Brian Winspear - The Bombing of Darwin

Running time
7 min
Date made
Department of Veterans' Affairs


The last week before December 19, which was the first raid on Darwin, we were flying very day looking for the Jap fleet which was supposed to be, you know, coming somewhere near Darwin. On the last trip, on February 19th we went to Kupang to take a load of the ground staff back to Darwin. We evacuated Kupang and left the 800 Tasmanians there on their own with no air cover because we couldn't have done anything against 1000 Japs when they came.

Anyway we took the load back and had only just landed at Darwin when the Japs arrived. The first arrivals were the Zeros and dive bombers and they arrived before the air raid went off because we had people on Bathurst Island to warn us they were coming but there were so many of them the people on Bathurst Island thought they were Americans coming so they didn't warn Darwin there was a raid coming. Anyway the Zeros and the dive bombers blew Hell out of Darwin.

We were in a trench away, about fifty yards from the hangars and you could see the Japanese in their cockpits, see their faces smiling and laughing. They had a ball because at the same time the Yanks had sent a Kittyhawk squadron to help us the day before and the Kittyhawks, they were supposed to go to Timor and bolster up the defences there but they got lost and they came back and they were just landing when the Japs arrived and so they were short of fuel and also, they weren't very good pilots, they'd just learnt to fly and of course the Zeros just butchered them all.

They picked them off one by one. Most of the pilots bailed out with parachutes but the Japs would have pot shots at them when they were floating down in their parachutes. Then after a bit of peace came, we, thinking they might come back again, two or three of us went bush for a while. I looked up and we saw the Jap bombers coming down from the South and we all thought they were, once again, Americans come to help us because they were coming from the South instead of the North.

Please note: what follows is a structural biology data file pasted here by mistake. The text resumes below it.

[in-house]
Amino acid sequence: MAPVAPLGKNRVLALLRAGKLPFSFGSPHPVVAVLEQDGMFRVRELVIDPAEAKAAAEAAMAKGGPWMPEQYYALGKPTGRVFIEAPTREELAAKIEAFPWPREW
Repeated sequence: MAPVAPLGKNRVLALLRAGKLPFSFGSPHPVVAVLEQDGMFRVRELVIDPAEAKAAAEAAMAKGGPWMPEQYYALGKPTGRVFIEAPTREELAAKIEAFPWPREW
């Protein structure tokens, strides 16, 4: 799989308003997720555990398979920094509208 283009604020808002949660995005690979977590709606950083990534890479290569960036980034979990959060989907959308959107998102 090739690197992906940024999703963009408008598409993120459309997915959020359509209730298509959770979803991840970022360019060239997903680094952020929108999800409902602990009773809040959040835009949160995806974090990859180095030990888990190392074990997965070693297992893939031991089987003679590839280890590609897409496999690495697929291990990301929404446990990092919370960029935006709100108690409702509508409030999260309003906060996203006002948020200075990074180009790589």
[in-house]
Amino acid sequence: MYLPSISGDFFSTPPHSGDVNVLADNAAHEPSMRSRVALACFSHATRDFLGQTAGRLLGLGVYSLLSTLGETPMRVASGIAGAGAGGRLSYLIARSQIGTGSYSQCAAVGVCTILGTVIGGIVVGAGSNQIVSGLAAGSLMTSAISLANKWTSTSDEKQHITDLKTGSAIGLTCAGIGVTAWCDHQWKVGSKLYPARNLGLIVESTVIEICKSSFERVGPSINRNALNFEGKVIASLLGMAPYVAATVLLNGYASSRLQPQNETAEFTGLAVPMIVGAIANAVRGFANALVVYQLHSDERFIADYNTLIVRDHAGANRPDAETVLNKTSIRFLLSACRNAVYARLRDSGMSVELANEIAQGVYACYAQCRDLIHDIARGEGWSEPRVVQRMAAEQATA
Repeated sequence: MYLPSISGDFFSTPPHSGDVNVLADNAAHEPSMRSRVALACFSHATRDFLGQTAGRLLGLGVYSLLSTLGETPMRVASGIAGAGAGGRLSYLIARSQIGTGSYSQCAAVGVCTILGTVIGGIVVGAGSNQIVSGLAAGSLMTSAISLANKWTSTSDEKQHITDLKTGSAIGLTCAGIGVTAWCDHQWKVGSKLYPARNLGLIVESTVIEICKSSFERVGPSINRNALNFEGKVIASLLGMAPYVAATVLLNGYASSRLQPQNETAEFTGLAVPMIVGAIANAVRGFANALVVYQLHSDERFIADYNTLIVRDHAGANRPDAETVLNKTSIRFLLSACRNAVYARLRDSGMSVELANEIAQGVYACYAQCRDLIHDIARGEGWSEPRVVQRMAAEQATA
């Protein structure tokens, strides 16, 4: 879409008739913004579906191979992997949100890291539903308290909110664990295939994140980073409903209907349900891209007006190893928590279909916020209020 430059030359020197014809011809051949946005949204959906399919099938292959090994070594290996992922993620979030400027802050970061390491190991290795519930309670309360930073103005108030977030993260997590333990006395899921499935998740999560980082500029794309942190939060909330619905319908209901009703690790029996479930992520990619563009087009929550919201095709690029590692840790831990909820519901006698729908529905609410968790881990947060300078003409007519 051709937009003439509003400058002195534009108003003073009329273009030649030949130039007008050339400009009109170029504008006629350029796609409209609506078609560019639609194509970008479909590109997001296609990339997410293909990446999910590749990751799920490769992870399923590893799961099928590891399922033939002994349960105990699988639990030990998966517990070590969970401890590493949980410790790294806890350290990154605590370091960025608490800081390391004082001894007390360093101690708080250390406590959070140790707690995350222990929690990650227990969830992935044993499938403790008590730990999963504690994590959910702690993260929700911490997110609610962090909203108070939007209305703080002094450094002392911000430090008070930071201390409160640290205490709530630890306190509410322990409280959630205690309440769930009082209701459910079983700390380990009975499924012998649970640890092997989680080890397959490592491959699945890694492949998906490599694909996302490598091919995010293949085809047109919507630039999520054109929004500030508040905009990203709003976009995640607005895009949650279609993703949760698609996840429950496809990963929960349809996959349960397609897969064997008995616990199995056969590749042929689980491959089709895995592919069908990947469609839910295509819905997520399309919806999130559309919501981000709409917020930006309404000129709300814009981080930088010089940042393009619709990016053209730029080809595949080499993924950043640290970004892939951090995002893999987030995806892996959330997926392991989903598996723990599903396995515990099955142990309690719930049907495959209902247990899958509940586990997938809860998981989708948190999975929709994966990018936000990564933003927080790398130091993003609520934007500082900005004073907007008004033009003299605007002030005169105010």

We were just at the edge of the aerodrome and I looked up and the sun glinted on the bombs as they were falling and it was just like confetti. I thought it was time to slip in a trench and so we got down in the bottom with a tin hat and a cork in my mouth because they said you had to do to stop concussion. Bombs landed all around us anyway and I got bomb splinters in my hand and in my eye. At any rate once again we went bush to get out of it in case they came back again. We were in the bush for about a couple of hours, I guess. Another mate and myself went back to the drome and it was completely empty.

There was no … the fire trucks were empty, no one on them. There were fires burning everywhere. We lost eight Hudson bombers and they were burning like billio. The officers' mess was flattened. The main drill hall had bomb damage. In the drill hall they also had mail, the post office and as we walked past there were flames just starting to burn our mail so we got a bit of stuff together and put out the fire because we didn't want our mail burnt.

So we walked around on our own and went up to the crushed officer's mess and helped ourselves to a beer. After an hour or so another crew arrived and everybody, the boss of the drome, Scherger, Captain Scherger appeared. We'd checked out the aircraft and there was only one Lockheed Hudson that was flyable and he said, "You better go out and see if you can find the fleet from where all those planes came from".

There was only two crews there so we drew straws to see who would go out and our crew missed the…we got the long straw or whatever it was, we didn't have to go but the other crew went out and they didn't do any good…I didn't see any anti-aircraft guns going off anywhere, but you'd never know.

There was so many explosions going around with the bombs and things you'd never know who was doing what. The army, there was a few personnel with ack-acks and they did what they had to do. Their casualties were very high too.

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